with the mysterious ‘water carrying man’ that has intrigued me in the past whenever I hear this passage proclaimed, now it has much profounder resonance that perhaps those who work in apologetics can make our own – yes baptism makes us part of the body, our separated brethren too, yet in an “apsie” kind of way they only “get” the first part of the message, they’re not inclined to be spiritually curious: who fills the water jugs? Catholics have to patiently (taking Brother Alois’ Taize at the start of the clip linked above as an example) invite such reciprocity. How give thanks for the gift received? (clue: Jesus invites us to celebrate with himself in the Eucharist, absolved of original sin by baptism, and ever regenerated by sacramental absolution – e.g. http://www.youtube.com/watch?v=cKstq6o9siI — Wednesday’s moving reconciliation service, in the wake of the sex abuse crisis)

      • Ted Seeber

        Interesting. A completely unrelated to your unrelated theory, yet still related- is the concept of autistic media. Also known as Turing’s corollary- in a blind terminal system, everybody is an autistic. Text communications largely blocks out the emotions and body language; so getting angry in a flame war for instance is all about what you read into what I say rather than what I actually said.

        While I personally doubt either Calvin or Luther were Aspies (if they had been, they’d have been something more benign, like Cathedral Architects, rather than charismatic reformers), I do think you’ve stumbled on to something true, that most of the reformers had some sort of a social disorder that would place them on the spectrum today (Luthers was actually diagnosed in his lifetime- problems with the symptom of scrupulosity)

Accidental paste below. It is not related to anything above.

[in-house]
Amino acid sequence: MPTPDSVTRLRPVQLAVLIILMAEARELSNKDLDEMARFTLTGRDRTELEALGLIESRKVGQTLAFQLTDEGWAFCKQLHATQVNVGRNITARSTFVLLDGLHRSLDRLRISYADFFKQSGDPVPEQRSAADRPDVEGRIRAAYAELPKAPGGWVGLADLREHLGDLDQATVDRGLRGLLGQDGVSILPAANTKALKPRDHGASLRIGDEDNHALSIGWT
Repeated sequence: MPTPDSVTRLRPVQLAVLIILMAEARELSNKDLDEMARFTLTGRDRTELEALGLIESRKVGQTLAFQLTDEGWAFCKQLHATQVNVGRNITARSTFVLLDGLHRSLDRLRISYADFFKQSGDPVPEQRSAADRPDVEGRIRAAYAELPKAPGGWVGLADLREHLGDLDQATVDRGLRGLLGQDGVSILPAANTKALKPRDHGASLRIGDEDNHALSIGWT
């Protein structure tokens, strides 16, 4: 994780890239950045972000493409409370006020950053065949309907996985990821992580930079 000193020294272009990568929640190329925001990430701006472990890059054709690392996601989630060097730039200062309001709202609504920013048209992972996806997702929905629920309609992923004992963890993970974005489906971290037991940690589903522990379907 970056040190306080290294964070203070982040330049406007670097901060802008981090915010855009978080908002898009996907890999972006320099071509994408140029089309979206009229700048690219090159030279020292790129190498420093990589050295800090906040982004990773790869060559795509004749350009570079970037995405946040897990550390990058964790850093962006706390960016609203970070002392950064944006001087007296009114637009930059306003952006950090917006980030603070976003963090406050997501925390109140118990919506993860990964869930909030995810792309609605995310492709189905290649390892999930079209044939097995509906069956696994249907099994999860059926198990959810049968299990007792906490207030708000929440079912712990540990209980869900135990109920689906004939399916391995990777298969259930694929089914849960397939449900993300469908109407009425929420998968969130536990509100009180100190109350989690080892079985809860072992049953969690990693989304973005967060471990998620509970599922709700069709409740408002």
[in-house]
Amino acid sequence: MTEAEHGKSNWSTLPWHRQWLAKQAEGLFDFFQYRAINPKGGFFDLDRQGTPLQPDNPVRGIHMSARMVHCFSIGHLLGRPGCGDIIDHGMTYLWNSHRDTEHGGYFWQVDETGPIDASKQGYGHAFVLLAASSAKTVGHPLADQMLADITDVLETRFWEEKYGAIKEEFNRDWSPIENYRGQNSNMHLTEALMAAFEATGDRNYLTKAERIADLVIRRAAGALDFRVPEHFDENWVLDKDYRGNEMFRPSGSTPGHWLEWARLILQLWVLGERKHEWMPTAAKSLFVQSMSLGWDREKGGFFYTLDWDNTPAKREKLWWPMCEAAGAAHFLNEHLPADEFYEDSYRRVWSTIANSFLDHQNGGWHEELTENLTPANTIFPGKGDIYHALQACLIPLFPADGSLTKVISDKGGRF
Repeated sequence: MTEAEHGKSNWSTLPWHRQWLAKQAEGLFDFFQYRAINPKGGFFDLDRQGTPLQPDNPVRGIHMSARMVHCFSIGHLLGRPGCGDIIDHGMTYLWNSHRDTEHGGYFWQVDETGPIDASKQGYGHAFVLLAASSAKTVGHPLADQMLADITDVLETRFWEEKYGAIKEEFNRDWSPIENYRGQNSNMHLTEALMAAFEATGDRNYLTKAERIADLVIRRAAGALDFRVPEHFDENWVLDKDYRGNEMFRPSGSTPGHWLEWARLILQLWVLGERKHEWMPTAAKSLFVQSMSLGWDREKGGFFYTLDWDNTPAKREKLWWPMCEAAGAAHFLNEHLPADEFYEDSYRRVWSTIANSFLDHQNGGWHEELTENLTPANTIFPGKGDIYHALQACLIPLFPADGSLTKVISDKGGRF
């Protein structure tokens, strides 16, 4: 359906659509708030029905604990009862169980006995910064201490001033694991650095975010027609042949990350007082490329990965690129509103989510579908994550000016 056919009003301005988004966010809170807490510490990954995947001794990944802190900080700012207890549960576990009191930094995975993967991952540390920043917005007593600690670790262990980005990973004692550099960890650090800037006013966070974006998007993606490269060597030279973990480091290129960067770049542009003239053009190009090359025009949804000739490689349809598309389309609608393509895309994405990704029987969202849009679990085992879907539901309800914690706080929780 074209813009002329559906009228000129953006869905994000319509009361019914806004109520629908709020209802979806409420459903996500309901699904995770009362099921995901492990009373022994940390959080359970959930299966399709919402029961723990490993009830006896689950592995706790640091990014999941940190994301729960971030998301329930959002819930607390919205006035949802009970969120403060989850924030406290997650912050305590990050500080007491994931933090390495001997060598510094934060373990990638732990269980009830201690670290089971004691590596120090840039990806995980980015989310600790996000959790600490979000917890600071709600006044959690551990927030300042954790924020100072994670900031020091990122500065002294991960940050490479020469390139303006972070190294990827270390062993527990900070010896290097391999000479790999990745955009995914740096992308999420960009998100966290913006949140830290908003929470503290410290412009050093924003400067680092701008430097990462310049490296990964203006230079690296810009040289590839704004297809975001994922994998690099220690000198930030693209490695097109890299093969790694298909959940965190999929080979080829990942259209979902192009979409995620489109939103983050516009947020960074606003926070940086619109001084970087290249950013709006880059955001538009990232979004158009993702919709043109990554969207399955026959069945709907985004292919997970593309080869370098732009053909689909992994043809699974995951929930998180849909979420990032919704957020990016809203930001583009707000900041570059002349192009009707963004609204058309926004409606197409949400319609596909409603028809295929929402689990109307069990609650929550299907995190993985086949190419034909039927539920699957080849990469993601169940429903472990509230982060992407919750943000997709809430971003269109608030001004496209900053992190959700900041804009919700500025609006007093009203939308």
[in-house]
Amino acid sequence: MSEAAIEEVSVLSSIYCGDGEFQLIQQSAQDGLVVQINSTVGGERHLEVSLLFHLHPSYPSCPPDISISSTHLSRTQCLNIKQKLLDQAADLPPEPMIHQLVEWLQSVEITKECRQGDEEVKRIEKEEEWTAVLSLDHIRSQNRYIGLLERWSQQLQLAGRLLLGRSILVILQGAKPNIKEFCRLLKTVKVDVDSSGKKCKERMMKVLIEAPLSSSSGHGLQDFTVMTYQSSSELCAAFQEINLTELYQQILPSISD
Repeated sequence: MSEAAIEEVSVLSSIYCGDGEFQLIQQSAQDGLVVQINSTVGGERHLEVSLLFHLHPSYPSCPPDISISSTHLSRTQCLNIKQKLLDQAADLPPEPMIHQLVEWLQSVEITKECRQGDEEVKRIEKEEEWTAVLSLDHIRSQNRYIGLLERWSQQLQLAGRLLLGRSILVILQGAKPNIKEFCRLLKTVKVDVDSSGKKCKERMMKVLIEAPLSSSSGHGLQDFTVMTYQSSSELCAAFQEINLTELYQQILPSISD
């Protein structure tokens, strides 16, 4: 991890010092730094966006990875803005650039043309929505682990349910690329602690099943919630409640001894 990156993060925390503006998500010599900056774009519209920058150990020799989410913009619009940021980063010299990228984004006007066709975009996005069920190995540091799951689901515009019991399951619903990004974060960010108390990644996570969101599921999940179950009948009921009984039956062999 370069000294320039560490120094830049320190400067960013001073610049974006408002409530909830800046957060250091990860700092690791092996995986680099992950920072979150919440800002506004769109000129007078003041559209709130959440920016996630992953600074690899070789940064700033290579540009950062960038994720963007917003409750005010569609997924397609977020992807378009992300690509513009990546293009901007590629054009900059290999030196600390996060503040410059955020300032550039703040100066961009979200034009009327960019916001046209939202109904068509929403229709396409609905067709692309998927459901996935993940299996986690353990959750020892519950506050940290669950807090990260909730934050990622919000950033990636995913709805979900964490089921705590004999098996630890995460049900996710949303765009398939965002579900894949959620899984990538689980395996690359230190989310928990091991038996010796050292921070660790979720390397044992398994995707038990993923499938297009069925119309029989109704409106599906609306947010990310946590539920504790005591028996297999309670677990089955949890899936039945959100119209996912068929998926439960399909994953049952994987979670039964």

• Eric

        Clare Krishan said: “yet in an “apsie” kind of way they only “get” the first part of the message, they’re not inclined to be spiritually curious: who fills the water jugs?”.

        This problem isn’t unique to autistics, it is quite common in normal people. I almost never attempt to explain matters of personal revelation (spiritual revelation comes from God, I almost never hear it from men). This is because I would probably end up either talking to a wall, or watching someones eyes glaze over. From my own personal experience with God, I know that nobody knows a person better than the Spirit, so I preffer to let the Spirit search out the person and fill the jug.

        I’ve come close in my intereactions with other people before to being able to share in personal revelation, but so far only close enough to understand what Jesus meant when he said “I have come to start a fire, and how I wish it were already ablaze!”

  • deiseach

    Two Irish proverbs:

    (1) “Threatened lives live long”
    (2) “Long runs the fox, but he’s caught at last”

  • Clare Krishan

    …er… still awaiting moderation…
    (does posting URLs doom my reply on the ‘aspie” aspects of classical dualities’ lack of trinitarian transcendence? pls advise)

  • WesleyD

    “Look before you leap” versus “He who hesitates is lost.”
    (This half-duplicates one of yours.)

  • MaryS

    “Install the latest updates.”
    “If it ain’t broke, don’t fix it.”

  • MaryS

    For a righteous man falls seven times
    - Proverbs 24:16

    You, therefore, must be perfect, as your heavenly Father is perfect.
    - Mt 5:48


CLOSE | X

HIDE | X